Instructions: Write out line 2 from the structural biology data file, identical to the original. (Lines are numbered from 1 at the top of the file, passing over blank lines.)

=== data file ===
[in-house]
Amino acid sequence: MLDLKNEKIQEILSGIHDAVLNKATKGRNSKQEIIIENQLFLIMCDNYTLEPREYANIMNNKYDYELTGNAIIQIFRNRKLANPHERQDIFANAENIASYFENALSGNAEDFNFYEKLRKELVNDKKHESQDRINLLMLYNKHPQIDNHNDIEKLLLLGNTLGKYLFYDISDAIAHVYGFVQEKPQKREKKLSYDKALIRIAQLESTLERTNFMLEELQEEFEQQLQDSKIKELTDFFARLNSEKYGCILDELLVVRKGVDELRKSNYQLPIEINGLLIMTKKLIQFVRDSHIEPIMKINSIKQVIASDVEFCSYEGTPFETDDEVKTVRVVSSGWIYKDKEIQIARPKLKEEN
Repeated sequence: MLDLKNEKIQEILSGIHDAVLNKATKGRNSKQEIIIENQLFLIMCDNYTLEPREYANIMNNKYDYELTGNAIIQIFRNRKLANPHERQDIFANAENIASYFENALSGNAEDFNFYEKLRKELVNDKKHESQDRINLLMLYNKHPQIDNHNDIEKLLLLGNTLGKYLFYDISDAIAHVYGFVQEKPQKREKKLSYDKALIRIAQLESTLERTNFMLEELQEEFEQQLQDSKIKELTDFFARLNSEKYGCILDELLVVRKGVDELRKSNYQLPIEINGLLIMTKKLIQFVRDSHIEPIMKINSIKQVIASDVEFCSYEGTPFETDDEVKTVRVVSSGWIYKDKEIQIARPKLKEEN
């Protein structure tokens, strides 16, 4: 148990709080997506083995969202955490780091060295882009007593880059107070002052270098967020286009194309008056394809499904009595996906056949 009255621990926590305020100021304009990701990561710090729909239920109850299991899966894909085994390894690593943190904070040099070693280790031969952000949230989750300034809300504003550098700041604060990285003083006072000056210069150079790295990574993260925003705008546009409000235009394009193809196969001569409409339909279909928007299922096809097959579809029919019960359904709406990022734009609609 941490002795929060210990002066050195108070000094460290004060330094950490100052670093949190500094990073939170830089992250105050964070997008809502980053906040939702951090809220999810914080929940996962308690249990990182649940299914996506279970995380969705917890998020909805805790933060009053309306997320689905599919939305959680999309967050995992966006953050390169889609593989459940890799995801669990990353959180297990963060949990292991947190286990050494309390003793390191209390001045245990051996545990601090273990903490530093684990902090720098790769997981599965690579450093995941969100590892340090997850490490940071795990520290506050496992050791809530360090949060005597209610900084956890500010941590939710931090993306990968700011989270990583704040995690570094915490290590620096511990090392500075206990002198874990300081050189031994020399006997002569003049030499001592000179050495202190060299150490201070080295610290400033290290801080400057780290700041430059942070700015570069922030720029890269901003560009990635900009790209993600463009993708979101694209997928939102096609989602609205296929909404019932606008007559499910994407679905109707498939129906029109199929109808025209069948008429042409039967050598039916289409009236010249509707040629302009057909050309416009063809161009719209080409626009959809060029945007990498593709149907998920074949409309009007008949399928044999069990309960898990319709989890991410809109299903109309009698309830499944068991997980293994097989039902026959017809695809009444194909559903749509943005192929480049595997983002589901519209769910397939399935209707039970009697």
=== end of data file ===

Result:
Amino acid sequence: MLDLKNEKIQEILSGIHDAVLNKATKGRNSKQEIIIENQLFLIMCDNYTLEPREYANIMNNKYDYELTGNAIIQIFRNRKLANPHERQDIFANAENIASYFENALSGNAEDFNFYEKLRKELVNDKKHESQDRINLLMLYNKHPQIDNHNDIEKLLLLGNTLGKYLFYDISDAIAHVYGFVQEKPQKREKKLSYDKALIRIAQLESTLERTNFMLEELQEEFEQQLQDSKIKELTDFFARLNSEKYGCILDELLVVRKGVDELRKSNYQLPIEINGLLIMTKKLIQFVRDSHIEPIMKINSIKQVIASDVEFCSYEGTPFETDDEVKTVRVVSSGWIYKDKEIQIARPKLKEEN